Kindle vs. Kindle Paperwhite vs. Kindle Voyage: Which E-Reader Should You Choose?

In 2007 Amazon released the first Kindle e-reader. It only had enough room for 200 books and cost $399, but it sold out in just over five hours. Today there are four different versions of the Kindle: the standard Kindle, the Paperwhite, the Voyage, and the Oasis. The standard Kindle starts at just $60, and, depending on the model, they can hold several thousand books. But which one of these e-readers is right for you?

The Basics

There are several things all four of the e-readers have in common. Kindles all have access to over five-million titles from Amazon. They all include WiFi capability to download the books. The screens are all glare-free, and they all use Bookerly font, which Amazon claims helps you “read faster with less eye strain.” The batteries for each model can last for weeks depending on the features you use.

Each model also charges more for the removal of “special offers” from the lock screen. In other words, pay extra, and you don’t get any advertisements. These ads only appear on the lock screen and don’t interfere in any way with your reading.

The Base Model Kindle


A basic Kindle has a 6-inch screen with 167 ppi resolution. There are no built-in lights on this Kindle, so you can only read it during the day or in a brightly lit area. It has a built-in Audible capability, so you can use Bluetooth to listen to audiobooks you bought from Amazon’s Audible.

Kindle Paperwhite


The Paperwhite improves on the base model Kindle with 300 ppi resolution which makes the display twice as sharp. The darker blacks and whiter whites improve readability, especially if you read comics or graphic novels which often have tiny text. Four LED lights create a diffused illumination across the screen.

The current generation of Paperwhites do not support Audible, so you aren’t able to use this e-reader for both print and audiobooks if that’s something you need.

Beginning with this model of the Kindle, Amazon offers free 3G connectivity to download books. You pay a little more for the device up front, but you will be able to download books from almost anywhere.

Kindle Voyage


The Voyage is a lighter and slimmer model of the Kindle Paperwhite. It has the same screen size and resolution as the Paperwhite but has a flush glass panel instead of plastic. There are six LED lights instead of four, but it improves the lighting even further by adding an adaptive light sensor so the brightness changes based on your environment. This model also adds Pagepress, allowing you to tap haptic controls on the side of the reader to turn the pages. The previous two models only use the touchscreen to turn the pages.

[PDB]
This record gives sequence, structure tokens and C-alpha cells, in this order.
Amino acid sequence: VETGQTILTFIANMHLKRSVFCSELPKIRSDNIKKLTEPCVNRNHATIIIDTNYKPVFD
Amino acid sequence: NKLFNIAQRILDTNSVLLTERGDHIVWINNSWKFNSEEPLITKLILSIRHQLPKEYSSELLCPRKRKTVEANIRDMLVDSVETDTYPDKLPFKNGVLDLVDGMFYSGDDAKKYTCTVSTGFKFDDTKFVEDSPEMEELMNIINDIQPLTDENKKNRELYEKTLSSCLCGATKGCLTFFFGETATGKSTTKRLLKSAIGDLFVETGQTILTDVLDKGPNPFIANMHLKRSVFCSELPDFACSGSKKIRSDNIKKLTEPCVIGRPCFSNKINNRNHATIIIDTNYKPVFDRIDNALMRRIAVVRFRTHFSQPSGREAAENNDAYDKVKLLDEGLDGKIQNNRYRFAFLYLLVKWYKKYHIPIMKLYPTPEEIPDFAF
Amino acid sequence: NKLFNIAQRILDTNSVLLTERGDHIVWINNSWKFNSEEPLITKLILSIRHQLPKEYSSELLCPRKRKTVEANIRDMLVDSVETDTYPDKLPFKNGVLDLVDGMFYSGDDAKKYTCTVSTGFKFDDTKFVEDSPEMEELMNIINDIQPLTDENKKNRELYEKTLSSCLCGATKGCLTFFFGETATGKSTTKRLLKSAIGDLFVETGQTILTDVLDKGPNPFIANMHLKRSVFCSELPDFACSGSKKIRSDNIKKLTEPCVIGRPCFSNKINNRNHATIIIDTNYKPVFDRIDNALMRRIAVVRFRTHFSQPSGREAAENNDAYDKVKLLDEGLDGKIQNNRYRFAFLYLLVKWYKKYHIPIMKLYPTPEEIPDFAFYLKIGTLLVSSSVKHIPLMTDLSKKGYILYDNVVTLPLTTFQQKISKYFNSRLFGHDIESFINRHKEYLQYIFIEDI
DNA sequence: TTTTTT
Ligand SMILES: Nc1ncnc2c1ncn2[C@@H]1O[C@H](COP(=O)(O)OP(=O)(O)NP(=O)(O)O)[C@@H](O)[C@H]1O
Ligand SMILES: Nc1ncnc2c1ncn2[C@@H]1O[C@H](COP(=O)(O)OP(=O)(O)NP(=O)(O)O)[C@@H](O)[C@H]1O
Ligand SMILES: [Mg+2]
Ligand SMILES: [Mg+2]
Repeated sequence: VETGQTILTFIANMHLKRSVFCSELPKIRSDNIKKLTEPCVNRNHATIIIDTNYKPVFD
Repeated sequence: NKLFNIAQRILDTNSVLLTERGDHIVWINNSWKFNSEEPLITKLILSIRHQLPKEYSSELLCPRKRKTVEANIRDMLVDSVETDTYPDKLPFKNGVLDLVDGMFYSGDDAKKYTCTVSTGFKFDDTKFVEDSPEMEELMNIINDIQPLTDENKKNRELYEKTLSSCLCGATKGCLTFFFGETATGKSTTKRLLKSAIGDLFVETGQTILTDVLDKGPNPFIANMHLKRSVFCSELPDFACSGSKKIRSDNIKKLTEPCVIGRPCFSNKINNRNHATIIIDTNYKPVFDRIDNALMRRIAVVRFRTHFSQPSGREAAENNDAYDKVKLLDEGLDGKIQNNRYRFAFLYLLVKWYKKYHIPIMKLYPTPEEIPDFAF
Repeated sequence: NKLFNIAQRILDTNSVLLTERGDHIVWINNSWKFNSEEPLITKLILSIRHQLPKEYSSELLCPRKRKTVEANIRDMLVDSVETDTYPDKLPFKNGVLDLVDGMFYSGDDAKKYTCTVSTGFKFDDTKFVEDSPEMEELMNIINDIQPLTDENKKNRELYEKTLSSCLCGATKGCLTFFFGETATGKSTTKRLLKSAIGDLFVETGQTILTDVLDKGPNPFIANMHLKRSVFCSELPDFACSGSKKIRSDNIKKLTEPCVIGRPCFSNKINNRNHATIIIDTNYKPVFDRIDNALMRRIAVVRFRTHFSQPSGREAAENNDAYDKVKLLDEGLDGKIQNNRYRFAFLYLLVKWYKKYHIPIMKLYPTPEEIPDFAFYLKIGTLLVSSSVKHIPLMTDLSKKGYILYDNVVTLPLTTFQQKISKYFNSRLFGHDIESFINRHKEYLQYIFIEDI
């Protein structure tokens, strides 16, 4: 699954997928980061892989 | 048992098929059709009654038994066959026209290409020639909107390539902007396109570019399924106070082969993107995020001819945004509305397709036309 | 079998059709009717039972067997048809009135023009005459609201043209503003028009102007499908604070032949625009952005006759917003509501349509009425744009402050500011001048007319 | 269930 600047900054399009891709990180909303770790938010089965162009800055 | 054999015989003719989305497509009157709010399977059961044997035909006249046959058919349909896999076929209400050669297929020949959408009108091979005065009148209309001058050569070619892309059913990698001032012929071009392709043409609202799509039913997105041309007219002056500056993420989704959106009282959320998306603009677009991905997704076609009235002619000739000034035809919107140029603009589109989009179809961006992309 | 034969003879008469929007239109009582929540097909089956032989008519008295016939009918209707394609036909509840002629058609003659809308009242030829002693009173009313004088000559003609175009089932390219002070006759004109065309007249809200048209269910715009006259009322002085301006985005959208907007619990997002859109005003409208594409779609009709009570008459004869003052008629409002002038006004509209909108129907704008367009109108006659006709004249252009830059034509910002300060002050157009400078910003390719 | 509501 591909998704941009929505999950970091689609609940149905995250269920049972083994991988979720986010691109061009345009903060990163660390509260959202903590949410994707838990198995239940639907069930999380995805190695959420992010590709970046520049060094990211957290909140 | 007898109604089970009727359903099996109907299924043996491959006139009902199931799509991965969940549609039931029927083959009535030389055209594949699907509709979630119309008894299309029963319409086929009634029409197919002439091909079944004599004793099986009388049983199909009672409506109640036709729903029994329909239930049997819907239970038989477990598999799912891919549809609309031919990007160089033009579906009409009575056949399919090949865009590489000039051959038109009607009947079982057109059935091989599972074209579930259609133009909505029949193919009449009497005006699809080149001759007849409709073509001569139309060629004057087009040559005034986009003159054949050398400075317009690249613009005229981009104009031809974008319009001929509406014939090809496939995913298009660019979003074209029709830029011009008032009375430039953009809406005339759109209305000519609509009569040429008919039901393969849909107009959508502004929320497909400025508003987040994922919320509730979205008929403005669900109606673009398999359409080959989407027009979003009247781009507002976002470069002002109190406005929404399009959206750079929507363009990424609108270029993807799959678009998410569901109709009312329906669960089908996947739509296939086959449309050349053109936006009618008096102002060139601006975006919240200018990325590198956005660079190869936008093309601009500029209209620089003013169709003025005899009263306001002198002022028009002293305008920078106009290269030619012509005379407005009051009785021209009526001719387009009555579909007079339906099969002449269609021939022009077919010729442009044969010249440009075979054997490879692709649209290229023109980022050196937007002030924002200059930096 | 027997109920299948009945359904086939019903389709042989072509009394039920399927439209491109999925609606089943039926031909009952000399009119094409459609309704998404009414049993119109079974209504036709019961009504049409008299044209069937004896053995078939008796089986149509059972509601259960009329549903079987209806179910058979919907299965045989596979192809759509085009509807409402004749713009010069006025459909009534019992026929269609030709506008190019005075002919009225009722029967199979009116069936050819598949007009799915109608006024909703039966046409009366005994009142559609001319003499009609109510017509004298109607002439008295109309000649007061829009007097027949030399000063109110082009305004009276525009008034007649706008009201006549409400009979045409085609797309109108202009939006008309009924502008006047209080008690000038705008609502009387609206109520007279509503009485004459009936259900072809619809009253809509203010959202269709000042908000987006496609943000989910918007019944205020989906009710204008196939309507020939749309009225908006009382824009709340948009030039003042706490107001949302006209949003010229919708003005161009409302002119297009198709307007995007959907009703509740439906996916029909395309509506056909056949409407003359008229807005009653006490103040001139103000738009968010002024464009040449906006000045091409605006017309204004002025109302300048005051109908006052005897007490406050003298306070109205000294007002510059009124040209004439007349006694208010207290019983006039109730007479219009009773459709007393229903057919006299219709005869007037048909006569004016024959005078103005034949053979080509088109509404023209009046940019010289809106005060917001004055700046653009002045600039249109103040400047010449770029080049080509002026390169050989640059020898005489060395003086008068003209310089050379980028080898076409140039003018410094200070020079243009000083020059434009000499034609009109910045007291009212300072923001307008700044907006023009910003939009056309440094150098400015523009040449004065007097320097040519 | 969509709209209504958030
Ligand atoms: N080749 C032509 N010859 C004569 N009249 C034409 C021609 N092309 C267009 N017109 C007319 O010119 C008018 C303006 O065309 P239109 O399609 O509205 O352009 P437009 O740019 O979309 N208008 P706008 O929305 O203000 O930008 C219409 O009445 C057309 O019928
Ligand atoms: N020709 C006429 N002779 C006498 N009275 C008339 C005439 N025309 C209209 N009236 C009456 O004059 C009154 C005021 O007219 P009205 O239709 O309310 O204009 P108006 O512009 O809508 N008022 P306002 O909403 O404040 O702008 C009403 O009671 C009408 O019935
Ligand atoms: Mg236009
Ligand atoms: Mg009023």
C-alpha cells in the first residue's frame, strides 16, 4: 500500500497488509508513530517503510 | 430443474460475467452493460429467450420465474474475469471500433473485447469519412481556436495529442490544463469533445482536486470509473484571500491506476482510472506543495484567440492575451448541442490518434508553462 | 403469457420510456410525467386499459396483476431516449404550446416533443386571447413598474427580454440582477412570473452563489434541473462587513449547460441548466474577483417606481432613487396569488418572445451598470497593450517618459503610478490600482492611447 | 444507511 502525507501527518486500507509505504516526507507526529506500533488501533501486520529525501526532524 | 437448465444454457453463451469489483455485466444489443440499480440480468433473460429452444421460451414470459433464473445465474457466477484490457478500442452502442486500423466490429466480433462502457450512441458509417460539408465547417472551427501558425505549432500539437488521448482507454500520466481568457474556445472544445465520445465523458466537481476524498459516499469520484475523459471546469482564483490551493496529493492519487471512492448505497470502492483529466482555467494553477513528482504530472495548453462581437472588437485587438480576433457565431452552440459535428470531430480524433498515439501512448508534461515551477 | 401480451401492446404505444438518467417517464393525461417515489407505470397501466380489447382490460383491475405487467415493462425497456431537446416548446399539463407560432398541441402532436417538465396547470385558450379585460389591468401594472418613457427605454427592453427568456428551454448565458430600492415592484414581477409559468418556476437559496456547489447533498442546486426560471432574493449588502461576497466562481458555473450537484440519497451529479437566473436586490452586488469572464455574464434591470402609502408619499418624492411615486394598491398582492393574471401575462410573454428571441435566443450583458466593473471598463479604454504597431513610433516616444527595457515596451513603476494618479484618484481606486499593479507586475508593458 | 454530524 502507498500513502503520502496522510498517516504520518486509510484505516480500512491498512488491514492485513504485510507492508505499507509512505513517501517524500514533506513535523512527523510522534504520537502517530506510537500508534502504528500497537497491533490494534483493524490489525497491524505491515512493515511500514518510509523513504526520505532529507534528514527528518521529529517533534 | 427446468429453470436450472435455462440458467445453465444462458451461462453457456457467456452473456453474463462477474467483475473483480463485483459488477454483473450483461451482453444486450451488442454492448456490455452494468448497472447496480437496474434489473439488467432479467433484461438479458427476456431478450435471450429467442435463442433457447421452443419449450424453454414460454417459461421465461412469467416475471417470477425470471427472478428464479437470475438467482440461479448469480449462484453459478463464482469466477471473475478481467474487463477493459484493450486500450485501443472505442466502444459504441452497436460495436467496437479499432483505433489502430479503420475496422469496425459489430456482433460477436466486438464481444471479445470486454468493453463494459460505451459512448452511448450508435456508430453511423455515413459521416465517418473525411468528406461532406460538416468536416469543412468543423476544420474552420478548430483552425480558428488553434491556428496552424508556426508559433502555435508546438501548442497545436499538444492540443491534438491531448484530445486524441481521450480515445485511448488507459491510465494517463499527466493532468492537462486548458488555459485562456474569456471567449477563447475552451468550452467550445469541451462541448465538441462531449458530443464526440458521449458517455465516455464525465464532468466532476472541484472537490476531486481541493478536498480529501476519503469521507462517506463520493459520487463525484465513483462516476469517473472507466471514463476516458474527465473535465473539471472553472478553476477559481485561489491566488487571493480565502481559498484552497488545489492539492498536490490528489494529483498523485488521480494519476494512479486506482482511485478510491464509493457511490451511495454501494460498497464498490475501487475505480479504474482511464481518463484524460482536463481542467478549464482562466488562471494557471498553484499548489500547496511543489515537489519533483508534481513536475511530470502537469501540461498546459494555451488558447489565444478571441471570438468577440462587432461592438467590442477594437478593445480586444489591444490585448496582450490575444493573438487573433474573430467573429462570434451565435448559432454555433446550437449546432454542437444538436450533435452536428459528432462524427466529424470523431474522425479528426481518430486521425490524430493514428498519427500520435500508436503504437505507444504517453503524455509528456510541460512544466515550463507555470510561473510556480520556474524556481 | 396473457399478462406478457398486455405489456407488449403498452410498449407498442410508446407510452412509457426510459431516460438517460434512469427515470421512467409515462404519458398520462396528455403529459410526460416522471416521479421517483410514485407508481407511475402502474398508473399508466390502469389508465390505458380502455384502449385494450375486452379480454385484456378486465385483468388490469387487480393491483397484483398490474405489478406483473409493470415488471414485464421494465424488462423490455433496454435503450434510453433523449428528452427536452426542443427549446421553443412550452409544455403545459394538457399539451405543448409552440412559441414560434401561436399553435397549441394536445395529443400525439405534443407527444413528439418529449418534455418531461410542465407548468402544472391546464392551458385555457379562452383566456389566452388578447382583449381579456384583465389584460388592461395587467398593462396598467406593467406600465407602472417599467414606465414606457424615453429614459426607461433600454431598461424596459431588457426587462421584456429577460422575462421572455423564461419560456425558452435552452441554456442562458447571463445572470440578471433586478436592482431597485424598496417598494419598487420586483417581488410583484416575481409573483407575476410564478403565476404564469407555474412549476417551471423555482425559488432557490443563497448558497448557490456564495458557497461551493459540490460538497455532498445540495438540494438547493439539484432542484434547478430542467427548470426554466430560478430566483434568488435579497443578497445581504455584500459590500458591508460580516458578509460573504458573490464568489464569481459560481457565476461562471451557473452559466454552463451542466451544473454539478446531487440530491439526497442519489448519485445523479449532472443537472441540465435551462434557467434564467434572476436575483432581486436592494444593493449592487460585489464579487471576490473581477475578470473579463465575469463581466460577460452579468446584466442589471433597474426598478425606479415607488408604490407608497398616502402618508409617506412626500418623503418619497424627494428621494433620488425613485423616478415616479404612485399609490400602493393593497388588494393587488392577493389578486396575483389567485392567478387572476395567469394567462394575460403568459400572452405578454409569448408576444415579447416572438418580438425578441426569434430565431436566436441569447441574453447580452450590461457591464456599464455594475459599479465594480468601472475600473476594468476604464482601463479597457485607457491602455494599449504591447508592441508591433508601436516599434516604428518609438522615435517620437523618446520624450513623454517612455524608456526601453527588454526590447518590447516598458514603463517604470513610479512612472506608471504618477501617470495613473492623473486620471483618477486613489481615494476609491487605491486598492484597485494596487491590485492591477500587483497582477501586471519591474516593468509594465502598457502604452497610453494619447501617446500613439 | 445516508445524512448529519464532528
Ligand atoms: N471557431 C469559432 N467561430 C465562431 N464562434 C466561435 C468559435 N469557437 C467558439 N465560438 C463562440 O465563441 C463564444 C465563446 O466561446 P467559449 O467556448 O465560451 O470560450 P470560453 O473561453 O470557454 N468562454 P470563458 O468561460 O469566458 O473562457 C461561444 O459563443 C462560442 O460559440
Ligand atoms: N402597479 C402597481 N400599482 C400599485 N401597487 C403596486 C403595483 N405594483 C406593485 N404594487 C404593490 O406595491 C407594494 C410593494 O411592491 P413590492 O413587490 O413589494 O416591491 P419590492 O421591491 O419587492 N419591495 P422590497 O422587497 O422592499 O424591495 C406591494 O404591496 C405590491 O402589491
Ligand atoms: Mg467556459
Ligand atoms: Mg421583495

Kindle Oasis


The newest model of the Kindle is the Oasis. The Oasis has all the features of the previous models including a 12-LED lighting system, optional 3G access, and Audible capabilities. It adds a handgrip with haptic page-turning controls to the side of a bigger 7-inch screen for easy one-handed use. Also, unlike any of its predecessors, the Oasis is waterproof.

Which Kindle Is for You?

If you are only beginning to use e-readers, either the Kindle or the Paperwhite may be right for you. Only the Kindle has the Audible capability, but the Paperwhite has better resolution, adds the light, and the optional 3G access for about $40 more.

If you already own a Kindle and are looking to upgrade, there is no reason to spend the money on another Kindle. They are pretty much the same as they’ve always been, so it’s not much of an upgrade. If you want to upgrade your base Kindle, look at the Paperwhite to add the features mentioned above.

The Kindle Voyage is about double the price of a Paperwhite and adds the adaptive light sensor, the haptic page controls, and a glass panel instead of plastic. It is lighter and thinner than the other versions, but you will have to decide if those options are worth the price.

If you are a frequent e-reader user or read a lot of graphic novels on one, the Oasis may be right for you. It’s the best of all the other models rolled into one. It does carry a pretty hefty price tag, but the added features, including waterproofing, may be well worth it.

Image credit: Origami Portrait, Kindle Oasis

One comment

  1. Kindle

    I quite like the Kindle and use mein a lot BUT there is a problem – colour is missing. This may not sound too bad , but when reading some scientific Magazines/Books , colours are ofter used in diagrams and lists to illustrate certain points.
    I found was missing colour representation.

    However using Kindle on my Android tablet is not problem since colours are displayed there.

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